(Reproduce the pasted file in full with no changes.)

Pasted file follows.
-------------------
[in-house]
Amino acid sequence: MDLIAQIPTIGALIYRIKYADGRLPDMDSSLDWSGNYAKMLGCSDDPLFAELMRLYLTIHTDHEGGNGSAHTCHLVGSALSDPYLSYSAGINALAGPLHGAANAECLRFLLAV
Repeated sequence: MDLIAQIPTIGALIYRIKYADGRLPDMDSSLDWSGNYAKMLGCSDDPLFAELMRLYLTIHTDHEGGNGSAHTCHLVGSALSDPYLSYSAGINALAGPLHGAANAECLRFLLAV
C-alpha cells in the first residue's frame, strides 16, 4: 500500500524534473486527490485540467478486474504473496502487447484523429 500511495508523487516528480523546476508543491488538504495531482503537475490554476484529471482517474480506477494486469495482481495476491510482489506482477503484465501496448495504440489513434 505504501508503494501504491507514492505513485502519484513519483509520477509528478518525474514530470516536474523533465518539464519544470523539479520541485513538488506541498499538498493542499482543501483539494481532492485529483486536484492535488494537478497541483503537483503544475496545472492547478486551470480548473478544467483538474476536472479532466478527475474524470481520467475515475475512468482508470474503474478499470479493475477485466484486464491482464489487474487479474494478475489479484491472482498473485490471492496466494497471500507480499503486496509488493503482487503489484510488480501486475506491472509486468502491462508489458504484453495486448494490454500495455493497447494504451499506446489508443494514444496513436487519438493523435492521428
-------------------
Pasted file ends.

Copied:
[in-house]
Amino acid sequence: MDLIAQIPTIGALIYRIKYADGRLPDMDSSLDWSGNYAKMLGCSDDPLFAELMRLYLTIHTDHEGGNGSAHTCHLVGSALSDPYLSYSAGINALAGPLHGAANAECLRFLLAV
Repeated sequence: MDLIAQIPTIGALIYRIKYADGRLPDMDSSLDWSGNYAKMLGCSDDPLFAELMRLYLTIHTDHEGGNGSAHTCHLVGSALSDPYLSYSAGINALAGPLHGAANAECLRFLLAV
C-alpha cells in the first residue's frame, strides 16, 4: 500500500524534473486527490485540467478486474504473496502487447484523429 500511495508523487516528480523546476508543491488538504495531482503537475490554476484529471482517474480506477494486469495482481495476491510482489506482477503484465501496448495504440489513434 505504501508503494501504491507514492505513485502519484513519483509520477509528478518525474514530470516536474523533465518539464519544470523539479520541485513538488506541498499538498493542499482543501483539494481532492485529483486536484492535488494537478497541483503537483503544475496545472492547478486551470480548473478544467483538474476536472479532466478527475474524470481520467475515475475512468482508470474503474478499470479493475477485466484486464491482464489487474487479474494478475489479484491472482498473485490471492496466494497471500507480499503486496509488493503482487503489484510488480501486475506491472509486468502491462508489458504484453495486448494490454500495455493497447494504451499506446489508443494514444496513436487519438493523435492521428